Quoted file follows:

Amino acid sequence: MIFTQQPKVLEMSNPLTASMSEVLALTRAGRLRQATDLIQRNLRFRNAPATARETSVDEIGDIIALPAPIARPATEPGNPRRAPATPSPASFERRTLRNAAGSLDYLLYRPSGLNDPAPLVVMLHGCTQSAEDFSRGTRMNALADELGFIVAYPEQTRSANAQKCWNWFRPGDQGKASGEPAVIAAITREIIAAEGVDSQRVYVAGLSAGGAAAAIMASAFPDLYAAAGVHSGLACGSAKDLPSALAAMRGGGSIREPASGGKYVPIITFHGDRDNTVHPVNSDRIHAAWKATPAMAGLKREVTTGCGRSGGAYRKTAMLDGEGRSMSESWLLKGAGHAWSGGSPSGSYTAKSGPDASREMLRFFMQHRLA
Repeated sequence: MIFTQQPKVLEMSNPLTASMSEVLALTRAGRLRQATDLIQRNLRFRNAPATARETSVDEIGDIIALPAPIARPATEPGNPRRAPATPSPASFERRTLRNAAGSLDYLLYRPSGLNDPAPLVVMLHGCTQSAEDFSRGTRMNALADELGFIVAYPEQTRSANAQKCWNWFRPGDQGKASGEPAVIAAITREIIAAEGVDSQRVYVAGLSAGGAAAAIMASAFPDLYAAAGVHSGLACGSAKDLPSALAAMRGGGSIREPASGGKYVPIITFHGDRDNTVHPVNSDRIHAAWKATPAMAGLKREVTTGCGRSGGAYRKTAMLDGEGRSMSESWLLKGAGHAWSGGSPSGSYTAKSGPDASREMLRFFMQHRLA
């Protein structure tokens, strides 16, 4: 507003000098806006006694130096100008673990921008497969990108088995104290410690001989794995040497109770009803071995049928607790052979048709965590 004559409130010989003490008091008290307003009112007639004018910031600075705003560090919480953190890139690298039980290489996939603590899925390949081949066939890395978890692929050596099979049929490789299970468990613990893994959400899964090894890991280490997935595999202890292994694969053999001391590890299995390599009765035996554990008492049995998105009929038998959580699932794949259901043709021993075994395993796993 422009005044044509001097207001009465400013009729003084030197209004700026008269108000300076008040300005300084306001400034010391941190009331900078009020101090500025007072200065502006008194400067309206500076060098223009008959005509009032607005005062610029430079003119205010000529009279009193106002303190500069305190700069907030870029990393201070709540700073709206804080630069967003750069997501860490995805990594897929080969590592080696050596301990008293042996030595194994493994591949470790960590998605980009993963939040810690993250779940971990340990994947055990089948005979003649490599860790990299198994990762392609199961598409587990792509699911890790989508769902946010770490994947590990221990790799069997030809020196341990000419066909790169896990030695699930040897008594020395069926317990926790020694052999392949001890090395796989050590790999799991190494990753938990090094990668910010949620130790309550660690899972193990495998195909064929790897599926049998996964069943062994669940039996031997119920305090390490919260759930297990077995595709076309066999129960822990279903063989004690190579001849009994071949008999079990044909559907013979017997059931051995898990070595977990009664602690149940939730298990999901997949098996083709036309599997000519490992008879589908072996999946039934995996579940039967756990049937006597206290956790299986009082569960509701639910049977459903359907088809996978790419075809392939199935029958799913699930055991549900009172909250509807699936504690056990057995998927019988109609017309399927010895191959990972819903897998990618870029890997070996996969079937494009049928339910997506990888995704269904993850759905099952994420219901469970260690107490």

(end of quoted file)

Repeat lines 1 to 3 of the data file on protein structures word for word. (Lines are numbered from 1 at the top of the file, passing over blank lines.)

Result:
Amino acid sequence: MIFTQQPKVLEMSNPLTASMSEVLALTRAGRLRQATDLIQRNLRFRNAPATARETSVDEIGDIIALPAPIARPATEPGNPRRAPATPSPASFERRTLRNAAGSLDYLLYRPSGLNDPAPLVVMLHGCTQSAEDFSRGTRMNALADELGFIVAYPEQTRSANAQKCWNWFRPGDQGKASGEPAVIAAITREIIAAEGVDSQRVYVAGLSAGGAAAAIMASAFPDLYAAAGVHSGLACGSAKDLPSALAAMRGGGSIREPASGGKYVPIITFHGDRDNTVHPVNSDRIHAAWKATPAMAGLKREVTTGCGRSGGAYRKTAMLDGEGRSMSESWLLKGAGHAWSGGSPSGSYTAKSGPDASREMLRFFMQHRLA
Repeated sequence: MIFTQQPKVLEMSNPLTASMSEVLALTRAGRLRQATDLIQRNLRFRNAPATARETSVDEIGDIIALPAPIARPATEPGNPRRAPATPSPASFERRTLRNAAGSLDYLLYRPSGLNDPAPLVVMLHGCTQSAEDFSRGTRMNALADELGFIVAYPEQTRSANAQKCWNWFRPGDQGKASGEPAVIAAITREIIAAEGVDSQRVYVAGLSAGGAAAAIMASAFPDLYAAAGVHSGLACGSAKDLPSALAAMRGGGSIREPASGGKYVPIITFHGDRDNTVHPVNSDRIHAAWKATPAMAGLKREVTTGCGRSGGAYRKTAMLDGEGRSMSESWLLKGAGHAWSGGSPSGSYTAKSGPDASREMLRFFMQHRLA
């Protein structure tokens, strides 16, 4: 507003000098806006006694130096100008673990921008497969990108088995104290410690001989794995040497109770009803071995049928607790052979048709965590 004559409130010989003490008091008290307003009112007639004018910031600075705003560090919480953190890139690298039980290489996939603590899925390949081949066939890395978890692929050596099979049929490789299970468990613990893994959400899964090894890991280490997935595999202890292994694969053999001391590890299995390599009765035996554990008492049995998105009929038998959580699932794949259901043709021993075994395993796993 422009005044044509001097207001009465400013009729003084030197209004700026008269108000300076008040300005300084306001400034010391941190009331900078009020101090500025007072200065502006008194400067309206500076060098223009008959005509009032607005005062610029430079003119205010000529009279009193106002303190500069305190700069907030870029990393201070709540700073709206804080630069967003750069997501860490995805990594897929080969590592080696050596301990008293042996030595194994493994591949470790960590998605980009993963939040810690993250779940971990340990994947055990089948005979003649490599860790990299198994990762392609199961598409587990792509699911890790989508769902946010770490994947590990221990790799069997030809020196341990000419066909790169896990030695699930040897008594020395069926317990926790020694052999392949001890090395796989050590790999799991190494990753938990090094990668910010949620130790309550660690899972193990495998195909064929790897599926049998996964069943062994669940039996031997119920305090390490919260759930297990077995595709076309066999129960822990279903063989004690190579001849009994071949008999079990044909559907013979017997059931051995898990070595977990009664602690149940939730298990999901997949098996083709036309599997000519490992008879589908072996999946039934995996579940039967756990049937006597206290956790299986009082569960509701639910049977459903359907088809996978790419075809392939199935029958799913699930055991549900009172909250509807699936504690056990057995998927019988109609017309399927010895191959990972819903897998990618870029890997070996996969079937494009049928339910997506990888995704269904993850759905099952994420219901469970260690107490």